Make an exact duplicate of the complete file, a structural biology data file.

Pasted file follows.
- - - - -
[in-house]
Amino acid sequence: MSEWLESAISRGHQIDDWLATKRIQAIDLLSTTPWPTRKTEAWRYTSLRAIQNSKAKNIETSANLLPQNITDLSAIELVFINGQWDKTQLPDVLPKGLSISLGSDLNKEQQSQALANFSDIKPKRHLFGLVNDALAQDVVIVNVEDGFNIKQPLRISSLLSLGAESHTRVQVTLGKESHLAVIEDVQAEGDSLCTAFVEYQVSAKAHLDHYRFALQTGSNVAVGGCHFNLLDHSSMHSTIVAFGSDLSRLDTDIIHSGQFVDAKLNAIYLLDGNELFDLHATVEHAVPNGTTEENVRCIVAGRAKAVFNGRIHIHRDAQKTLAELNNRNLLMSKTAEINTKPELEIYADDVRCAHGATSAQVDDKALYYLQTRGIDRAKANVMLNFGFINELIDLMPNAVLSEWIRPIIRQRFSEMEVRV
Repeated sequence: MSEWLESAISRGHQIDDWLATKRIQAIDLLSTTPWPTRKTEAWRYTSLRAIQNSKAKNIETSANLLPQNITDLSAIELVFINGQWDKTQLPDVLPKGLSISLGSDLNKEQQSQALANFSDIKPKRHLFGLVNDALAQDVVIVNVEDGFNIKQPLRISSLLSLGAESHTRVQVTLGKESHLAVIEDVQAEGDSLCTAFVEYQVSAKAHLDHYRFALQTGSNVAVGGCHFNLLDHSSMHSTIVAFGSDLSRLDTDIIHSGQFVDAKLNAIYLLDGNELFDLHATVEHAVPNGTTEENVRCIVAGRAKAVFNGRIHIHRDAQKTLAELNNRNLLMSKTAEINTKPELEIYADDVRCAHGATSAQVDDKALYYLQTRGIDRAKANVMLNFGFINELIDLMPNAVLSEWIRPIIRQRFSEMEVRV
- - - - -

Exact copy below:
[in-house]
Amino acid sequence: MSEWLESAISRGHQIDDWLATKRIQAIDLLSTTPWPTRKTEAWRYTSLRAIQNSKAKNIETSANLLPQNITDLSAIELVFINGQWDKTQLPDVLPKGLSISLGSDLNKEQQSQALANFSDIKPKRHLFGLVNDALAQDVVIVNVEDGFNIKQPLRISSLLSLGAESHTRVQVTLGKESHLAVIEDVQAEGDSLCTAFVEYQVSAKAHLDHYRFALQTGSNVAVGGCHFNLLDHSSMHSTIVAFGSDLSRLDTDIIHSGQFVDAKLNAIYLLDGNELFDLHATVEHAVPNGTTEENVRCIVAGRAKAVFNGRIHIHRDAQKTLAELNNRNLLMSKTAEINTKPELEIYADDVRCAHGATSAQVDDKALYYLQTRGIDRAKANVMLNFGFINELIDLMPNAVLSEWIRPIIRQRFSEMEVRV
Repeated sequence: MSEWLESAISRGHQIDDWLATKRIQAIDLLSTTPWPTRKTEAWRYTSLRAIQNSKAKNIETSANLLPQNITDLSAIELVFINGQWDKTQLPDVLPKGLSISLGSDLNKEQQSQALANFSDIKPKRHLFGLVNDALAQDVVIVNVEDGFNIKQPLRISSLLSLGAESHTRVQVTLGKESHLAVIEDVQAEGDSLCTAFVEYQVSAKAHLDHYRFALQTGSNVAVGGCHFNLLDHSSMHSTIVAFGSDLSRLDTDIIHSGQFVDAKLNAIYLLDGNELFDLHATVEHAVPNGTTEENVRCIVAGRAKAVFNGRIHIHRDAQKTLAELNNRNLLMSKTAEINTKPELEIYADDVRCAHGATSAQVDDKALYYLQTRGIDRAKANVMLNFGFINELIDLMPNAVLSEWIRPIIRQRFSEMEVRV